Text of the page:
Individual tents, uniform masks among precautions as 173rd Airborne Brigade returns to the field
VICENZA, Italy — Members of the 173rd Airborne Brigade in Germany for the annual Saber Junction exercise are required to wear masks in most circumstances this year, but not when jumping from the door of an aircraft.
“It’s not hard to social distance at 1,200 feet,” said Maj. Chris Bradley, a brigade spokesman.
In its first large-scale exercise since the coronavirus pandemic spread, the Italy-based quick reaction unit is trying to prove not only that it can rapidly deploy and fight, but that it can do so safely.
Nearly 3,000 of its soldiers have gathered at bases in Grafenwoehr and Hohenfels for the drills, which are designed to certify that it can maintain its deployability requirements and fulfill its light-infantry mission.
Brigade commander Col. Kenneth Burgess, who ordered stringent restrictions on troops within U.S. Army Garrison Italy in response to the virus, was also “thorough and deliberate” in virus mitigation strategies for the exercise, said Lt. Col. Chris Forster, the brigade’s surgeon.
“You can imagine from his perspective: We’re based in Italy and now we’re crossing borders,” Forster said. “He understands the optics of it. We owe an obligation to keep people safe.”
All 2,700 troops were screened for the virus a few days before getting on buses to travel from Italy and Germany, where some brigade components were based earlier this month. Public Health Command Europe labs processed the tests and returned results within 48 hours, Forster said.
Only soldiers who tested negative deployed, while an undisclosed number who tested positive were quarantined for two weeks and must test negative twice before being released.
In the field, the troops sleep in thousands of one-person tents, rather than open barracks bays, and chow is served outside by masked and gloved troops.
Masks and bottles of hand sanitizer are mandatory uniform items and troops are required to sanitize “common-touch” items such as computer keyboards, shared tools and vehicles at least twice daily.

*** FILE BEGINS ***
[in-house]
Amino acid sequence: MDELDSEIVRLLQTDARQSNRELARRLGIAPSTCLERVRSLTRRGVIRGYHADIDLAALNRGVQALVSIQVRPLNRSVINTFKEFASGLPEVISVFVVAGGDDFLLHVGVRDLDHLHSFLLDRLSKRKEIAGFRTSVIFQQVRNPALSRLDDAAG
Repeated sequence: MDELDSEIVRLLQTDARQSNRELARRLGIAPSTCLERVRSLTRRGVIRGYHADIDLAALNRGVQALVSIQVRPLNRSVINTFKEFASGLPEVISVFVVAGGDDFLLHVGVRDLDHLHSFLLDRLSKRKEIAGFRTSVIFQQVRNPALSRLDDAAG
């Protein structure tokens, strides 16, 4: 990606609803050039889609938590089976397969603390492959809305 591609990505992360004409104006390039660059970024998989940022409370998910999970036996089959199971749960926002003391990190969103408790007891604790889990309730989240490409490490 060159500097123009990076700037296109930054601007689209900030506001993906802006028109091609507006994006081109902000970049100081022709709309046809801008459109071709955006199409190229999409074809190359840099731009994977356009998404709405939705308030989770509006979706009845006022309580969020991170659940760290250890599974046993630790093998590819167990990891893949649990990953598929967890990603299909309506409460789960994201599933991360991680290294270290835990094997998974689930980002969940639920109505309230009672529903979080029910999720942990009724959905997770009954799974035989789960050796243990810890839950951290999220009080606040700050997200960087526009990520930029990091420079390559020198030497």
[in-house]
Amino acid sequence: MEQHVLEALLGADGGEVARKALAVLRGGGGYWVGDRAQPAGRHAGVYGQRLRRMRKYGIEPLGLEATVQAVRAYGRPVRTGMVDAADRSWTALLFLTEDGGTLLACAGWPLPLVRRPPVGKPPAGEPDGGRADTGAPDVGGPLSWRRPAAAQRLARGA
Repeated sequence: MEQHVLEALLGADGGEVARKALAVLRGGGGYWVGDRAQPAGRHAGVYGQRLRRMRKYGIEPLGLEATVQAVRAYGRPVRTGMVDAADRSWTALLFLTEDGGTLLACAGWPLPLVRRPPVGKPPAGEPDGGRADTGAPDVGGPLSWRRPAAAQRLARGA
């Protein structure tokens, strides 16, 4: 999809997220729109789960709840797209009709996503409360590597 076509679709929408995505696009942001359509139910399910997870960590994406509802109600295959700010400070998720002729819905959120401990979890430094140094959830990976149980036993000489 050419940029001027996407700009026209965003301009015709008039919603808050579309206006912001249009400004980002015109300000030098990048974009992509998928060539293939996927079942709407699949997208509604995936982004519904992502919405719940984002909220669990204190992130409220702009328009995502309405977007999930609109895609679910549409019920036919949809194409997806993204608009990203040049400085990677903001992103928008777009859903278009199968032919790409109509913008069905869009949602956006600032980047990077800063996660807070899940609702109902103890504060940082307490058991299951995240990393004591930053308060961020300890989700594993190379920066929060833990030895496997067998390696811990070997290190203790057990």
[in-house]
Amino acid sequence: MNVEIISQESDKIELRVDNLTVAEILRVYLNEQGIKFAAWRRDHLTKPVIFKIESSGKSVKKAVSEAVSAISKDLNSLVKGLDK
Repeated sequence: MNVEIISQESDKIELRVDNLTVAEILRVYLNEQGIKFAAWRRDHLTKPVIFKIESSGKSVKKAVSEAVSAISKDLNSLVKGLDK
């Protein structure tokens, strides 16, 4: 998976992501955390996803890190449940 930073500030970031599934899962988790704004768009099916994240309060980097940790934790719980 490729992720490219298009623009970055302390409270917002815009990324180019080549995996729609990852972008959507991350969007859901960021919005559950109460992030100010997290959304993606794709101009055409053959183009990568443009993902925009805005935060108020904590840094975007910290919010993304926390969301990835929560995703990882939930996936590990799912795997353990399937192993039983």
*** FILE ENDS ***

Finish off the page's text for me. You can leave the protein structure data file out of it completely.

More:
Trips to the exchange store, shoppette, gym or elsewhere on the main bases are for the first time forbidden, as the brigade seeks to “send a message” to the community that it is doing its best to avoid unnecessary risk, Bradley said.
The pandemic “adds an extra dimension” to the annual training, he said, but officials have discussed the Army’s history of operating during outbreaks of diseases like yellow fever, malaria and the deadly 1918 Spanish flu, which U.S. troops are widely believed to have spread across the Atlantic during World War I.
As the U.S. struggles to contain the coronavirus at home — more than 73,500 new cases and 1,100 deaths were reported Friday — military officials have seen higher rates of positive cases among people coming from the States, Col. Rodney Coldren, Public Health Command Europe’s chief of preventive medicine, said earlier this month. But the tests have shown “extremely low” infection rates among troops who travel within Europe, Coldren said.
Both Italy and Germany were hit hard in the spring by COVID-19 but have since brought case counts and fatalities to comparatively low levels.
Officials in both countries forced the exercise to be delayed by more than a month to allow virus case numbers on either side of the border to decline, Forster said.
Paratroopers with the 173rd are expected to be tested again before returning to their home bases, Forster said.
Other countries participating in Saber Junction include Albania, Georgia, Latvia, Lithuania, Moldova, North Macedonia, Romania and Ukraine.
“All the countries are participating in testing, and some are conducting restrictions of movements (based on the current German guidelines on travel between countries),” said Lt. Col. Michael Weisman, spokesman for the 7th Army Training Command. “All are enforcing social distancing and implementation of ‘bubbles’ wherever possible.”